Vijay Shekhar Sharma Is Miffed With Facebook. Here’s Why

WhatsApp forayed into the payments space in India last week, and Paytm’s Vijay Sharma is not a happy man.

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Vijay Shekhar Sharma Is Miffed With Facebook. Here’s Why
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Popular messaging app WhatsApp forayed into the payments space in India last week, and Paytm's Vijay Shekhar Sharma is not a happy man.

The founder of the country’s largest online payments platform alleged, in a tweet, that Facebook-owned WhatsApp, with more than 200 million Indian users, is getting preferential treatment from the National Payments Corporation of India, flouting security norms, and using unfair means to grab a slice of the cashless transactions market.

Sharma, who likened WhatsApp’s foray to its parent Facebook’s Free Basics that fell afoul of net neutrality principles, called the social-media giant “evil trick masters”.

WhatsApp and the NPCI were yet to respond to BloombergQuint’s emailed queries.


Facebook is not doing things the way it is supposed to be done, he told BloombergQuint in an interview. It is looking to build a closed ecosystem, while India has championed an open ecosystem, Sharma said. Paytm has about 330 million users.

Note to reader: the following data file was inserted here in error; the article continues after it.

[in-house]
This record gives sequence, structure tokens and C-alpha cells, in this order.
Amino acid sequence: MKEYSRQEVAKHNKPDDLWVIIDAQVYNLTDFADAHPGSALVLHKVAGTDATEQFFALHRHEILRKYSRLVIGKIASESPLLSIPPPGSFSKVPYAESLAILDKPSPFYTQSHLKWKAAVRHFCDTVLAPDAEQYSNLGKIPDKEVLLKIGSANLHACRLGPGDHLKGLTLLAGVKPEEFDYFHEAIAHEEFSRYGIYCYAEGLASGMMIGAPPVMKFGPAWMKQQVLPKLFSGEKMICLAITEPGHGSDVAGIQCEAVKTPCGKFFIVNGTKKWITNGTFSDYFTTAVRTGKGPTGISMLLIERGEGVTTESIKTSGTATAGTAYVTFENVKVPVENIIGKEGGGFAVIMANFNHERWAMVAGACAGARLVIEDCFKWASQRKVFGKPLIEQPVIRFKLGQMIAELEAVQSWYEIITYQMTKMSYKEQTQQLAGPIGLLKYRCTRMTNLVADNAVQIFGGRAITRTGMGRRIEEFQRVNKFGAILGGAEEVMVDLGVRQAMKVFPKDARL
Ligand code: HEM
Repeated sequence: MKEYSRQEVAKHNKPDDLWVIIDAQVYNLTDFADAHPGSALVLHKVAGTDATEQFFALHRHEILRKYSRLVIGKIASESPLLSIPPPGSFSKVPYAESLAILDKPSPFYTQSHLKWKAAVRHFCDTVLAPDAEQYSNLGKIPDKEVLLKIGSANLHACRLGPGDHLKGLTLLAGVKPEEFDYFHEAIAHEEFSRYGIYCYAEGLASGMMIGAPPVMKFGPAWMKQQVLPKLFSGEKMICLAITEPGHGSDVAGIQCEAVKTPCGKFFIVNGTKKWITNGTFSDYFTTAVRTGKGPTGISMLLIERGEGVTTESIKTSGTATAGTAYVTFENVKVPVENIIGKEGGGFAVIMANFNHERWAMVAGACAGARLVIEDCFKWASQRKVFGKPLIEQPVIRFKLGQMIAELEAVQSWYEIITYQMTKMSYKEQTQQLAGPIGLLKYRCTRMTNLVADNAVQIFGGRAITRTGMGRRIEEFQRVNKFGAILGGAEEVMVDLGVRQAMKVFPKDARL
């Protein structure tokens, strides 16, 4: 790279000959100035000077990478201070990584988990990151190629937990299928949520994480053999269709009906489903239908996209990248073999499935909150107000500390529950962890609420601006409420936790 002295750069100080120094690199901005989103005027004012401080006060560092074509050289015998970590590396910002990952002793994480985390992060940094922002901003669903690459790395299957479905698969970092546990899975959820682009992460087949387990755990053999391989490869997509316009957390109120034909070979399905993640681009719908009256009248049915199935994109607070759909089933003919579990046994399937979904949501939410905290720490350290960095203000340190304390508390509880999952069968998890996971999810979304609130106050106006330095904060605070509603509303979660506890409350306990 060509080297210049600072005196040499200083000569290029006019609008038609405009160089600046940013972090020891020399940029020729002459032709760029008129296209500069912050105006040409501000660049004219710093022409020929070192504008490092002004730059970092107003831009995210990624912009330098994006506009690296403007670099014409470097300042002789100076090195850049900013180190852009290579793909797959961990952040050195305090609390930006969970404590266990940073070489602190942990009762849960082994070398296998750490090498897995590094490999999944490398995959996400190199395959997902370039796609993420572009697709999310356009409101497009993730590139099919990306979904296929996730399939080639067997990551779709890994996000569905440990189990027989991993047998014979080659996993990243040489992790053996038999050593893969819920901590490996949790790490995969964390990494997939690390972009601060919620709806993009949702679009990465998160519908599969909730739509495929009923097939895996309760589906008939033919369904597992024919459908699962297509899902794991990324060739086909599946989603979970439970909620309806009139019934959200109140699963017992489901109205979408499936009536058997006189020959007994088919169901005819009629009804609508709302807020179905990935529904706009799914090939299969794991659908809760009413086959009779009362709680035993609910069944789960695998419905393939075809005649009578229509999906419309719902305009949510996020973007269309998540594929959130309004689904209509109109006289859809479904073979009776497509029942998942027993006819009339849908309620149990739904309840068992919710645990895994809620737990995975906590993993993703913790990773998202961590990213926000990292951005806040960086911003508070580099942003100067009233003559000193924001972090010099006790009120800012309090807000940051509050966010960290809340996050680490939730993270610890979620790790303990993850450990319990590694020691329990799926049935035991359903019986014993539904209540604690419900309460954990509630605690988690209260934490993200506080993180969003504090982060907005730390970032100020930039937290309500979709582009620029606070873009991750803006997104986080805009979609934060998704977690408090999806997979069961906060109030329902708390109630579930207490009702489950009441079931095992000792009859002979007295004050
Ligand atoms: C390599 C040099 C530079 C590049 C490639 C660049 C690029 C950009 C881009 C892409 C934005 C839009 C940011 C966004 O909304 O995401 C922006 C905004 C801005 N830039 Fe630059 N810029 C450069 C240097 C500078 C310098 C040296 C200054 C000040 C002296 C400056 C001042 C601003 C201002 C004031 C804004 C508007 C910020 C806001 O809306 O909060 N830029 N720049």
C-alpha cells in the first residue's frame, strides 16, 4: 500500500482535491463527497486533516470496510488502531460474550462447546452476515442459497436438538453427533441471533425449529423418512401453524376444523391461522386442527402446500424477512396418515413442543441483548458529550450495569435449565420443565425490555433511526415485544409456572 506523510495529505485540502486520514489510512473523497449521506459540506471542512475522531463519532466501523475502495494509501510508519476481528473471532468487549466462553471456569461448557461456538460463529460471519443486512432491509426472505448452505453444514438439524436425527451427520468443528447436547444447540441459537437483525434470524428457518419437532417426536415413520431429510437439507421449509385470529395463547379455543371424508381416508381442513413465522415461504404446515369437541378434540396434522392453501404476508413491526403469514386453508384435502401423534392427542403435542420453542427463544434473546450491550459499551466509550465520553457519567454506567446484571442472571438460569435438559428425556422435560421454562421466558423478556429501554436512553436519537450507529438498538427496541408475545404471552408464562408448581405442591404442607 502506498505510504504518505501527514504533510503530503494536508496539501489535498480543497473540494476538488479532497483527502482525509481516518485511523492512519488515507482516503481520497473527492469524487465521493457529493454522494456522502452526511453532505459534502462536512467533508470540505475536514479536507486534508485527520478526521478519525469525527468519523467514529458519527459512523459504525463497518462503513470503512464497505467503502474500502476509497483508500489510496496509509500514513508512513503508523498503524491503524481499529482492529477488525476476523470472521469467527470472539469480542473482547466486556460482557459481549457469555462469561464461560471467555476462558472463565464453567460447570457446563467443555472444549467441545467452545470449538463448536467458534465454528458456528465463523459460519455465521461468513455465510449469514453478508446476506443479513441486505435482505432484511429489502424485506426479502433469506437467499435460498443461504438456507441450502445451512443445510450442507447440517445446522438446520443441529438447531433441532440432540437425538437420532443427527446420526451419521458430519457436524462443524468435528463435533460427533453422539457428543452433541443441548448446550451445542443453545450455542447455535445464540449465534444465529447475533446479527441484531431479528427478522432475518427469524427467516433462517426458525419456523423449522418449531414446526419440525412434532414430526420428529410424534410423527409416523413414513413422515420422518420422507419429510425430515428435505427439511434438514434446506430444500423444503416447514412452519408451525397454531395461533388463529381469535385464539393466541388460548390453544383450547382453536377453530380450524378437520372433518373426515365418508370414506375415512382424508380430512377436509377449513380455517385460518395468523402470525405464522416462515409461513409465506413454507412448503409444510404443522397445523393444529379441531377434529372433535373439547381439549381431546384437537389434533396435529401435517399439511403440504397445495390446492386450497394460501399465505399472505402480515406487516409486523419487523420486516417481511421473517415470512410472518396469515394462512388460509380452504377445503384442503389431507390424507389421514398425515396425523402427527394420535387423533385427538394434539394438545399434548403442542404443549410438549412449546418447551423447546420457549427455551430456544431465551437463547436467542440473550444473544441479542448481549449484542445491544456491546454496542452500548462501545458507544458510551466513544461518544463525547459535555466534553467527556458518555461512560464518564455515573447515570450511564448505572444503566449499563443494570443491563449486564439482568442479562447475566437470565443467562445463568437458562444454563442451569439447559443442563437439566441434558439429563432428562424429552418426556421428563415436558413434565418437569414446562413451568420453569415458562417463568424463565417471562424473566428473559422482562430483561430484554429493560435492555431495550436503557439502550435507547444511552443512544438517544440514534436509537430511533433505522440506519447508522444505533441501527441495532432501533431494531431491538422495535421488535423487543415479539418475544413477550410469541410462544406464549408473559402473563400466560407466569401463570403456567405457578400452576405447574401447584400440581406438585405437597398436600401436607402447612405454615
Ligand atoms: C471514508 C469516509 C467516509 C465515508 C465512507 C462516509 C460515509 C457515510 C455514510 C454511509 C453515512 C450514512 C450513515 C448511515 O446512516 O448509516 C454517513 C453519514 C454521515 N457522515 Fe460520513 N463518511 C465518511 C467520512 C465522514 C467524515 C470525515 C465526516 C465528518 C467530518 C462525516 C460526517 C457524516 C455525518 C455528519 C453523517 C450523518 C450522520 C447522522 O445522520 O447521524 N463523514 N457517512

WhatsApp is piloting peer-to-peer cash transfers, joining Google Tez and the government’s BHIM app, banks and online wallet companies. Cashless transactions have grown after demonetisation in November 2016, especially through Unified Payments Interface that allows inter-bank payments. What gives WhatsApp an advantage is that India is already its biggest market with more than 200 million active users a month.

Here’s what Sharma thinks WhatApp’s foray means for digital payments in India:


Edited excerpts:

Judging from your recent tweets, you’ve been critical about WhatsApp’s foray into the digital payments space in India and you have accused WhatsApp of killing the “open UPI platform”. Why do you think so?

Well, I think if you look at India and IndiaStack, it has been a platform that allows any company to build payments systems and various financial services systems. It also has few guidances. For example, if you want to build a UPI system, you must have the ability to send money to an Aadhaar-linked account. You must have the ability to receive or send money agnostic of the fact whether the customer is on your platform or not, and you must have a login password, authentication, and security. All of this is not there when you look at the WhatsApp product. I found it smooth and flawless except that it is exactly because it is violating every other obligation. We wish we could do that but we were asked not to let this happen.

Facebook is tricking us again and it is doing things which are not supposed to be the way they are. The thing is Facebook must not do things they did in the Internet access way in the payments space. They should live and abide by all the suggestions and guidances that are there in India.

You’re also alluding to the fact that they’ve gotten some sort of preferential treatment. According to you, what kind of preferential treatment was meted out to WhatsApp? Also, why do you think Paytm couldn’t go all out with their UPI offering? Are you saying Paytm was restricted in some sort of way?